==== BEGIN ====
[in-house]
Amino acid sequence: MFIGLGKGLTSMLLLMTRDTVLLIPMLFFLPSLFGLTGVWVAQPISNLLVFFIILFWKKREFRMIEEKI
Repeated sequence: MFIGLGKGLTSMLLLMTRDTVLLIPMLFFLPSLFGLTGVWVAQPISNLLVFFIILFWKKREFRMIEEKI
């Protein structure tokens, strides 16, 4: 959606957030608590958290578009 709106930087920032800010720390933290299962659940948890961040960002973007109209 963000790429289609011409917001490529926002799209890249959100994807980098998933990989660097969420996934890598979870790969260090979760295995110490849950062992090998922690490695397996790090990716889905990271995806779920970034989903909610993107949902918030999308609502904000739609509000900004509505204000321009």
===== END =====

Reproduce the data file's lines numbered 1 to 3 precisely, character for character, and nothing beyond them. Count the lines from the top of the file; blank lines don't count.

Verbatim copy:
[in-house]
Amino acid sequence: MFIGLGKGLTSMLLLMTRDTVLLIPMLFFLPSLFGLTGVWVAQPISNLLVFFIILFWKKREFRMIEEKI
Repeated sequence: MFIGLGKGLTSMLLLMTRDTVLLIPMLFFLPSLFGLTGVWVAQPISNLLVFFIILFWKKREFRMIEEKI